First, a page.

I'm visiting a garden each month during 2014 and last weekend, Mick came up with the idea to visit Cannon Hall. It's a country house museum about five miles from Barnsley, and has its own Georgian walled garden which has been restored to show the working gardens that would have served the Hall during the Georgian and Victorian periods.
As we walked through the gate in to the walled garden, I could see that it's well tended. What I didn't realise was just how big it is. It's thought to have been built around 1699 and around 1760, it was expanded to the size it is today.
On the wall to my right were espaliered trees.
I love these old brick coldframes, there's plenty of space there to harden off seedlings.
They were being well used. There's lots of seedlings waiting their turn to be planted out.
Some beds have already been planted up. The wire cages which cover the brassicas are a good idea to stop any plants from being nibbled by rabbits.
The greenhouse is obviously well used, but out of bounds to the public.
This greenhouse houses a cactus collection.
A few areas are still awaiting some attention, including this old greenhouse.
This espaliered tree is impressive, they must harvest plenty of fruit from it, it's huge.
More espaliered fruit trees, they really make use of every bit of space. The gardens house a grand array of fruit trees and bushes including plums, cherries, gooseberries, currants, hazelnuts, peaches, nectarines, quince, strawberries, raspberries and pears.
There's ornamental areas within the walls too, with plenty of space for a stroll.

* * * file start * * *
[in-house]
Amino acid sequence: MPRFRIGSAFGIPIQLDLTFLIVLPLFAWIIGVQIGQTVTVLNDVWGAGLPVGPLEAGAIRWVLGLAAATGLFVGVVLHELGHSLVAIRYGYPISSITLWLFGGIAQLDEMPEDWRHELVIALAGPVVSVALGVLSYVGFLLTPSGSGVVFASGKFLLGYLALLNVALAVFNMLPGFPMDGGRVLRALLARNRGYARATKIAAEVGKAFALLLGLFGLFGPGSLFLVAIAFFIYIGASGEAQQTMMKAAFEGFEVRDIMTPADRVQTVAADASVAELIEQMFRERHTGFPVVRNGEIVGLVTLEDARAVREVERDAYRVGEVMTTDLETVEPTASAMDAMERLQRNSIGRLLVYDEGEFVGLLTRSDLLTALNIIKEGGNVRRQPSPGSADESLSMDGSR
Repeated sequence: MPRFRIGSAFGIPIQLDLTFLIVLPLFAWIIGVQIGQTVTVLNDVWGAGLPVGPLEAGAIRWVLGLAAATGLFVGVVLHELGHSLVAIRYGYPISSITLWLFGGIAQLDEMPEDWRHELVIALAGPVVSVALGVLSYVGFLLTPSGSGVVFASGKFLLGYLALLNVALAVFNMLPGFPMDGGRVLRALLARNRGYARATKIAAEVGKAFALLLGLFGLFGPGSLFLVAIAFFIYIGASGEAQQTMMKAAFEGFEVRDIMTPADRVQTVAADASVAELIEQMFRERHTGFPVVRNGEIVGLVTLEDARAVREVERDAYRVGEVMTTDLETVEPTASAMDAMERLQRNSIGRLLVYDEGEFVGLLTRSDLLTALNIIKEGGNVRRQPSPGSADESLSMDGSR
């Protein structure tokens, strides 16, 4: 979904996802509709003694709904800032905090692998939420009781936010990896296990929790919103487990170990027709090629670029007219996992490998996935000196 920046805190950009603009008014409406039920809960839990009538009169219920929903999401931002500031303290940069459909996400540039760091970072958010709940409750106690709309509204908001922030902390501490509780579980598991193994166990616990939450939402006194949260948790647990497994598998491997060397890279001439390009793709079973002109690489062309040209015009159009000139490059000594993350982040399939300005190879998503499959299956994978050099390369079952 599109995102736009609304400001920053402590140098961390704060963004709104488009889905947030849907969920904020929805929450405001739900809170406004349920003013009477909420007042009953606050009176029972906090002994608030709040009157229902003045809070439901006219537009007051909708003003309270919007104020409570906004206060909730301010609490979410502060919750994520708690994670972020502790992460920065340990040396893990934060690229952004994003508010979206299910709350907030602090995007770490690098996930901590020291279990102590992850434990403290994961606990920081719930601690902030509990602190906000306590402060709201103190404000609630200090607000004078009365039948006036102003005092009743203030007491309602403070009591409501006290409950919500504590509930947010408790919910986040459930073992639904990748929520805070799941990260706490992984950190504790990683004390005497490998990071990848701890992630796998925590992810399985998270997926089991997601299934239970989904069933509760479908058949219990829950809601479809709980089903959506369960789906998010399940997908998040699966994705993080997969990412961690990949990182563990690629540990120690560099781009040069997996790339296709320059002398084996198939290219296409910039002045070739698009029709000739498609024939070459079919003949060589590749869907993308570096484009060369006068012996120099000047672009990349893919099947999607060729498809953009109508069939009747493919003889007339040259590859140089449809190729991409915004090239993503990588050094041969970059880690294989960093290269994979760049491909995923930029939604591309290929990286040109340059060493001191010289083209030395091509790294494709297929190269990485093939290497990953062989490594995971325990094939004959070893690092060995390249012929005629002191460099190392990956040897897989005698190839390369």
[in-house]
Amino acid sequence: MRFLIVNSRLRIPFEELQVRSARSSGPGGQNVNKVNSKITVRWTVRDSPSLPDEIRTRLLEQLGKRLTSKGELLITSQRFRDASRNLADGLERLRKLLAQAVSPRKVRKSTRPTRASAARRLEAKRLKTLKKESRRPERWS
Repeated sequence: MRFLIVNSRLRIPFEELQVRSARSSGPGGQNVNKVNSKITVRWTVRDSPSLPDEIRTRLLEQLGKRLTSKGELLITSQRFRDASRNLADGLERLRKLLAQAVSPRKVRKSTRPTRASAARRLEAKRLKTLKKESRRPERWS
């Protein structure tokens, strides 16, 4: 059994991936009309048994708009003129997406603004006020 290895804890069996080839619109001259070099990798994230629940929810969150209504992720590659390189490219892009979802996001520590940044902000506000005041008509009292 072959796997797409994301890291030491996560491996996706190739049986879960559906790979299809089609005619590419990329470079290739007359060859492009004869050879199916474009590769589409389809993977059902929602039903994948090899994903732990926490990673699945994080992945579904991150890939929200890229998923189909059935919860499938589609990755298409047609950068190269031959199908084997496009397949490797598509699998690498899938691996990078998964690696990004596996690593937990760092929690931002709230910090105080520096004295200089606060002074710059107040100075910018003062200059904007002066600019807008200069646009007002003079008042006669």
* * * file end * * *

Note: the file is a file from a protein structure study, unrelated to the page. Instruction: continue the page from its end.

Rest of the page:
Pretty pink tulips and polyanthus.
The clematis was flowering over the brick arbour.
Hundreds of tadpoles were swimming about in the pond. I'm sure the frog population will be welcomed in a garden this size to help keep the slugs under control.
They even welcome deer here, of the willow variety.
A guardian angel.
As well as being functional, the garden has some really pretty areas.
A lovely place to sit and ponder, looking out across the garden.
This is a rain gauge. It's linked to a computer through a telephone line, all clever stuff.
We noticed the huge number of pear trees growing in the garden. The collection contains nearly forty varieties, some of which are thought to be nearly two hundred years old, such as Williams' Bon Chretien, Laxton's Early Market, Pitmaston Duchess and Conference.
I can recommend this garden to anyone with an interest in fruit and vegetable growing, and everyone else too as there's more to Cannon Hall than just the walled garden. Check out my Cannon Hall post on my Through The Keyhole blog.
Admission to the museum, grounds and gardens is free, though there's a nominal £3 charge to park the car. Dogs are allowed, which is great as we had Archie with us, but they have to be kept on a lead in the walled garden. There's a garden centre across the road from the car park which is worth a look round. The prices there were on par with other garden centres, though I didn't buy anything on this occasion. There's also a few plants for sale in the walled garden but nothing took my fancy.
I'll be taking you on a magical garden visit in my next post. Something a bit different.
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